Code Generation Tutorial

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For more information contact Andy Edmunds - University of Southampton - mailto:ae2@ecs.soton.ac.uk

Tutorial Overview

The aim of the tutorial is to allow users to explore the approach with a relatively simple example. The example uses a shared buffer with reader and writer processes. The tutorial is presented in three stages, making use of the example projects from the download site. There are two translations performed, one is to a common language model (IL1). The second is to an Event-B project which includes a model of the implementation. There is a PrettyPrinter for Ada source code, which uses the common language model. An overview of Tasking Event-B can be found on the Tasking_Event-B_Overview page.

A typical Event-B development may be refined to the point where it is ready for implementation, but the Event-B language is not expressive enough to fully describe the implementation. Tasking Event-B facilitates this final step to implementation, by extending Event-B with the necessary constructs. Event-B machines that are to be implemented (and their seen Contexts) are selected and added to a Tasking Development; the Tasking Development files have the file extension .tasking. The machines in the Tasking Development are then extended with implementation details.

The example/tutorial projects are,

SharedBuffer20100819Demo An example project with a completed Tasking Development and IL1 model (post IL1 translation, but before Event-B translation).
Sharedbuffer20100819Tasking Same as the example project above, but with Event-B model translations. The difference being that this development includes a model of the implementation. These are refinements that include a program counter to describe flow of execution in each task.
SharedBuffer20100819Tutorial A bare project for step 1 of the tutorial.
Sharedbuffer20100819Tutorial2 A partially completed tasking development for steps 2 and 3 of the tutorial.

Preliminaries

Before further discussion of the modelling aspects, we take a look at the PrettyPrint viewers. The PrettyPrinters make the viewing of IL1 and tasking models easier; it also provides a route to generate source code. The source code can easily be pasted from the IL1 Pretty Printer window into an the Ada source file .

The PrettyPrint View of a Tasking Development

To open the Tasking PrettyPrint viewer,

  • from the top-menu select Window/Show View/Other/Tasking Pretty Printer.

Note that the Tasking PrettyPrinter may have to be closed when editing the Tasking Development, since it can give rise to exceptions. The PrettyPrinter would need further work to make it robust, however it is intended only as a short-term solution.

  • Open the SharedBuffer20100819Demo Project and switch to the Resource Perspective.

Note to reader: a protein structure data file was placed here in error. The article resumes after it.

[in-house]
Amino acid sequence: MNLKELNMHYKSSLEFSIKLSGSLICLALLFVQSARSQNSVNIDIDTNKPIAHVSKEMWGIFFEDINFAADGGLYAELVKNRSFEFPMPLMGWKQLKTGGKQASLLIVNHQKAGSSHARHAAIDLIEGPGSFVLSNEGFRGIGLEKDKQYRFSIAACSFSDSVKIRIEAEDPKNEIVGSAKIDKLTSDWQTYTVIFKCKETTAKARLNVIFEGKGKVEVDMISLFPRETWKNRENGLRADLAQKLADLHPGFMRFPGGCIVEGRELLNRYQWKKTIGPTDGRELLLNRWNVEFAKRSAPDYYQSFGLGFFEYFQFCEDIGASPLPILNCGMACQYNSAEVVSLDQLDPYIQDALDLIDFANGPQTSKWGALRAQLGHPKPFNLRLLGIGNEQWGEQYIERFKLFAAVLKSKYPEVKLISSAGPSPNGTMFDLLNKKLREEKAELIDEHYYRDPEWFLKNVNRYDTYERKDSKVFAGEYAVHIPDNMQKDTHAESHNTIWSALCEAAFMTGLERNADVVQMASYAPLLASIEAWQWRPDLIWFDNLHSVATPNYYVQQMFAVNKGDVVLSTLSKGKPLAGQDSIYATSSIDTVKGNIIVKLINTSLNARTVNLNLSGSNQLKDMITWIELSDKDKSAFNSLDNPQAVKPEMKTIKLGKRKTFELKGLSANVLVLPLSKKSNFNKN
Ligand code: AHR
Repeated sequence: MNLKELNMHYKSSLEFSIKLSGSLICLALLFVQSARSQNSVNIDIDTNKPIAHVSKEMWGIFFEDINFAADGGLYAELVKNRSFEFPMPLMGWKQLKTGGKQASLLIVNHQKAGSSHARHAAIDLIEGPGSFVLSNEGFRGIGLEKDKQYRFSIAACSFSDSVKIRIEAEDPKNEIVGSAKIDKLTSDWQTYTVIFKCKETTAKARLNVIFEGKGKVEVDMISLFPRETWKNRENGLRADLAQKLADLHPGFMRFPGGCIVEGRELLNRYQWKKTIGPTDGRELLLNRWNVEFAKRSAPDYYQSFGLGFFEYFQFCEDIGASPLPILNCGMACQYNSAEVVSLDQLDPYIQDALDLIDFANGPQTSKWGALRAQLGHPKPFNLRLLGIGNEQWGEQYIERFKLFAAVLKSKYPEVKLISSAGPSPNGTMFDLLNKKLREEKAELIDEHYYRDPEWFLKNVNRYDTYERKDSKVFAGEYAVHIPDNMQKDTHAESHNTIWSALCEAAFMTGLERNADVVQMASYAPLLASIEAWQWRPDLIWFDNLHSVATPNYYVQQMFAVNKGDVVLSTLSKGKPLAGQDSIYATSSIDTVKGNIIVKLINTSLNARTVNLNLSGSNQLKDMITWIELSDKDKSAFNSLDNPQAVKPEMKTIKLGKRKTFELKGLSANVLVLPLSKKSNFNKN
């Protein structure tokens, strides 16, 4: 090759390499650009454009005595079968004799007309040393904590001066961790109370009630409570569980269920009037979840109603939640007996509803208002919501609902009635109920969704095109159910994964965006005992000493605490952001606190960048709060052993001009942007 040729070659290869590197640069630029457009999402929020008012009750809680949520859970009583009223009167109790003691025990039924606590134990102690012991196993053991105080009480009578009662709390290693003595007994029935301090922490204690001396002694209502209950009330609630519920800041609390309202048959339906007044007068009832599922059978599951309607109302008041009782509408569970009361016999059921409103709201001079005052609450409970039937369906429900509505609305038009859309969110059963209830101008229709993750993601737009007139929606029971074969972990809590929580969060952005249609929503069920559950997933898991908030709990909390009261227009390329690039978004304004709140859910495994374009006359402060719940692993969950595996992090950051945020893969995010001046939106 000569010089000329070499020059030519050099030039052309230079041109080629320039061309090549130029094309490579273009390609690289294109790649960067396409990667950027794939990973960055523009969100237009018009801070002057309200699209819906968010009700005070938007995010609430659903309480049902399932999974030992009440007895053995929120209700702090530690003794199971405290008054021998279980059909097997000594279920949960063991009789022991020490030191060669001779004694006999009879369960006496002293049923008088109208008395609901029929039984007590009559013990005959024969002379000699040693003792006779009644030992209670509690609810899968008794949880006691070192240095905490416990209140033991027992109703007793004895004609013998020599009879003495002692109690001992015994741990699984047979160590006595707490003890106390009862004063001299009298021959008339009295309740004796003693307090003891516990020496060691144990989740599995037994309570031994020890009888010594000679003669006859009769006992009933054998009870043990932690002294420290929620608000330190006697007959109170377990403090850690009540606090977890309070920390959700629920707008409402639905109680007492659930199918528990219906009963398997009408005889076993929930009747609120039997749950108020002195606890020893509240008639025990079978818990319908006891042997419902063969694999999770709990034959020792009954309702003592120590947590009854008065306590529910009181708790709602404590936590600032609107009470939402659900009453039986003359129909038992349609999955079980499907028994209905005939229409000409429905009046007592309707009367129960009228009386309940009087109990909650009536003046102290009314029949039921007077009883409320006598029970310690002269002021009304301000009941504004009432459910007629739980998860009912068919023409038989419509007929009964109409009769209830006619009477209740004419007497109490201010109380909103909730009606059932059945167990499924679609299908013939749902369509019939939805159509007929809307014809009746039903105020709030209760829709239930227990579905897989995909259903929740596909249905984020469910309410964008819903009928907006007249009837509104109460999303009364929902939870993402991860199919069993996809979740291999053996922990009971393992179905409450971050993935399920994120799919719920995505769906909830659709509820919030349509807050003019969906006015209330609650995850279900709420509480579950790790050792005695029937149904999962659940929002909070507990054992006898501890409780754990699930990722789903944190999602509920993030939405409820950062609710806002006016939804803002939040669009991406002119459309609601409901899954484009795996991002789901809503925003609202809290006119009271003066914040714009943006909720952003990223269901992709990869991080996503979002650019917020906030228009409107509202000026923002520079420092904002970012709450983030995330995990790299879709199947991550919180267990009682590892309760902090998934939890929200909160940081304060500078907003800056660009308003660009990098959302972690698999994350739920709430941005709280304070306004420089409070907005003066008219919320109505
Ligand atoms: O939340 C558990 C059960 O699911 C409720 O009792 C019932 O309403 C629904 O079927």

• Open the .tasking model and inspect it. Clicking on the Main, Machine or Event nodes updates the pretty print window.

Viewing Source Code

aka. The PrettyPrint View of an IL1 Model.

To view Ada source code,

  • from the top-menu select Window/Show View/Other/IL1 Pretty Printer.
  • Open the SharedBuffer20100819Demo Project and switch to the Resource Perspective.
  • Open the .il1 model and inspect it. Clicking on the Protected, Main Entry, or Task nodes updates the pretty print window.

Cleaning the Tasking Development

If the .tasking file has errors, then it may need cleaning. To do this right-click on the Main node, select Epsilon Translation/CleanUp. If a model has errors it can still be viewed by clicking on the Selection tab at the bottom of the tasking editor window.

The Tutorial

The steps needed to generate code from an Event-B model, in this tutorial, are as follows,

Creating The Tasking Development

  • Change to the Event-B Perspective.
  • Open the SharedBuffer20100819Tutorial Project.
  • Select the following Machines: Reader, Writer and Shared.
  • Right-click and select Make Tasking Development/Generate Tasking Development.

The new Tasking Development will not be visible in the Event-B perspective, change to the resource perspective, open and inspect the new .tasking file. The Tasking Development contains (the EMF representation of) the machines that we wish to provide implementations for. In order to introduce the new concepts we have prepared a partially complete development.

Change to the Project SharedBuffer20100819Tutorial2 to begin the next step.

Providing the Annotations for Implementations

  • Close any Tasking Pretty Print Viewers that remain open. The incomplete model will give rise to exceptions.
  • Go to the to the Resource Perspective.
  • Open and inspect the .tasking machine.

The WriterTsk and SharedObj machines are incomplete. We will take the steps to necessary to provide implementation details.

The WriterTsk Machine

In the partially complete tutorial project we already identified the WriterTsk as an Auto Task Tasking Machine, by adding the Auto Task extension. Auto Tasks are tasks that will be declared and defined in the Main procedure of the implementation. The effect of this is that the Auto Tasks are created when the program first loads, and then activated (made ready to run) before the Main procedure body runs. We have added the Periodic Task extension to the Auto Task, and set a period of 250 milliseconds. We will now complete the sequence that has been partially defined in the task body.

  • Add Synchronisation between TWrite and SWrite.